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Not So Many Pieces

The trick to teaching Utility is breaking each exercise into lots of little parts until the dog gains understanding, then slowly start combining them to minimize the number of pieces.

Directed Jumping, for example, can be broken up into 1) the go-out, 2) the turn-and-sit, 3) taking verbal direction, 4) taking direction by signal, 5) jumping, and 6) the fronts and finishes. If you tackle these things one at a time, directed jumping as a whole becomes much less daunting to the green dog (and to the handler with a green dog!).

Diesel has been doing just that. Now that he has a decent understanding of these exercises, about once a week we put some of the pieces together and and instead of practicing the six parts of directed jumping, we use the six exercises to work on directed jumping.

There are benefits to approaching the exercise in these two ways. Practicing the pieces together allows Diesel to see how each piece is essential in the big picture. It also lets me see how he is progressing in the training. Practicing the pieces separately lets him perfect all the components of the exercise for a stronger and more reliable finished product.

Below is a video of our most recent attempt at working with fewer pieces. The angle is a little odd, but at least he stays in-frame for the whole video.

After reviewing this test, we can create a working list for our Directed Jumping pieces.

1) The Go-Out. He is almost at full distance, but he needs the reinforcement of a completed retrieve often to keep him going straight. This will go away with more practice.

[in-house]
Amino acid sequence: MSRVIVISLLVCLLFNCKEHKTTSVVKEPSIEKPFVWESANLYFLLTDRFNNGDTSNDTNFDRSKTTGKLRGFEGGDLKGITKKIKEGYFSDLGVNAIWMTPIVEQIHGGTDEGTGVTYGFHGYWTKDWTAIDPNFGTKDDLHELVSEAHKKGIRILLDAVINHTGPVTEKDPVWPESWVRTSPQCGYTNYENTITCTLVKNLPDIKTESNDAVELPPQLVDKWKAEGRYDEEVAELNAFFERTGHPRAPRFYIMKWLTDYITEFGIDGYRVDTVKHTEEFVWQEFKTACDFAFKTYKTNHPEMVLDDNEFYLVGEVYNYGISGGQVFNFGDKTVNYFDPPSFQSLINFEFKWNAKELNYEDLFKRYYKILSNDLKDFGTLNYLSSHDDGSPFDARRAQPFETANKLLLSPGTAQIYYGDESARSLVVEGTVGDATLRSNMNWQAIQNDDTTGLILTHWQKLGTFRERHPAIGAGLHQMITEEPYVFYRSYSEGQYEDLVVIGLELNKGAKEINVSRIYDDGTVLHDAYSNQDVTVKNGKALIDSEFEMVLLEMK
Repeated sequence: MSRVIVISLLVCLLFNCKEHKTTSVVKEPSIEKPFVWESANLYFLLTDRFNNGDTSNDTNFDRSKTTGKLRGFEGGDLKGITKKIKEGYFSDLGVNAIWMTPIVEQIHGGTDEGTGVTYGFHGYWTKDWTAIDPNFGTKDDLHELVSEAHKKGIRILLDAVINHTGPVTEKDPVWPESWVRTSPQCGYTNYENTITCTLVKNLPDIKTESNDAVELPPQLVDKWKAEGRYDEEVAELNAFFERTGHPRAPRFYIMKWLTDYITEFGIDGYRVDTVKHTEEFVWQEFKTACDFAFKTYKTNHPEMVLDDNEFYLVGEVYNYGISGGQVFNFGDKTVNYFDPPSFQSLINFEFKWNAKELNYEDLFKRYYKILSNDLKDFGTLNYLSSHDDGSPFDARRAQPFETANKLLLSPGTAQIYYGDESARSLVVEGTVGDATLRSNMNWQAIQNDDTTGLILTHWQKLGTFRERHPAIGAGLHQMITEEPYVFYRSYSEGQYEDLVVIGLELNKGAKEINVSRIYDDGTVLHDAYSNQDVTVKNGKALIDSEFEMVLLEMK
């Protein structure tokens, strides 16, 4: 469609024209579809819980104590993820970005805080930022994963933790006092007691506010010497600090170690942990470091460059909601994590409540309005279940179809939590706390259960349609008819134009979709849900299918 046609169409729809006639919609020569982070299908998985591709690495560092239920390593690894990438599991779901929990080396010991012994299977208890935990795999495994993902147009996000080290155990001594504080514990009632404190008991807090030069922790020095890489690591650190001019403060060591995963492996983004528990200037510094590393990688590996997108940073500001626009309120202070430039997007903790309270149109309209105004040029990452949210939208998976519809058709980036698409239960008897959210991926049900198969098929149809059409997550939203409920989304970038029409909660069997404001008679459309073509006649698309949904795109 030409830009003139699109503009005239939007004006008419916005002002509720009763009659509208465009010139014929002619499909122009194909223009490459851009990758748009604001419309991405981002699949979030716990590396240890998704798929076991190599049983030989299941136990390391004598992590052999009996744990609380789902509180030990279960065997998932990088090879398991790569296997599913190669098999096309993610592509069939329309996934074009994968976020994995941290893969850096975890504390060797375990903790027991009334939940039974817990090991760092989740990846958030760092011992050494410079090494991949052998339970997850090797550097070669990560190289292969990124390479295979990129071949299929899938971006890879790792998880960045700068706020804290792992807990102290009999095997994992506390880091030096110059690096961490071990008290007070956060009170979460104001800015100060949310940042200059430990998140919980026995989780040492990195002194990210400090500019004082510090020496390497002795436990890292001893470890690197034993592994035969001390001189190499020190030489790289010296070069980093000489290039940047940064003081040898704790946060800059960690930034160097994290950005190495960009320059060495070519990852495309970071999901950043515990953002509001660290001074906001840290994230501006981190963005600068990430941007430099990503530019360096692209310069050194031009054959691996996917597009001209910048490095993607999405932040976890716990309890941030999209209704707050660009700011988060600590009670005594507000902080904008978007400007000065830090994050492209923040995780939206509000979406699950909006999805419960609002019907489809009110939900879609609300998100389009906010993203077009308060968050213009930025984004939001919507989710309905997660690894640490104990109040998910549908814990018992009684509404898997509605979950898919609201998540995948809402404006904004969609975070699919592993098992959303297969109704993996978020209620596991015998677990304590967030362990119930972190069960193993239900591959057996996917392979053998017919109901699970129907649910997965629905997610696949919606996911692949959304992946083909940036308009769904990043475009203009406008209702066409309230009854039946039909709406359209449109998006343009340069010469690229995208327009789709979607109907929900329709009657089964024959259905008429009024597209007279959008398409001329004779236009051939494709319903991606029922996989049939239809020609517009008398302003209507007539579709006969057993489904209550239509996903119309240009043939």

2) The Turn-and-Sit. This is our least practiced piece, and you can tell because my timing sucks and I sat him after he got a target twice in the video. He does sit when asked, but doesn’t turn all the way around to sit straight which would be nice. Needs more practice.

3&4) Taking Direction. We have not separated the verbal and signal cues and he is pretty far from us doing so. Once he will take direction with both cues with me standing in the middle of the two jumps and not running… then we will re-teach with one then the other.

5) Jumping. He is jumping 26″ inches now and needs a ground pole to prevent ticking the jump. I am hoping with more experience he will better gauge the jump and stop ticking it when there is no ground pole present. Full height for him will be 28″ so he has 2 more inches to go before being at ring height.

6) Fronts & Finishes. When will we be finished working on fronts and finishes? Never.

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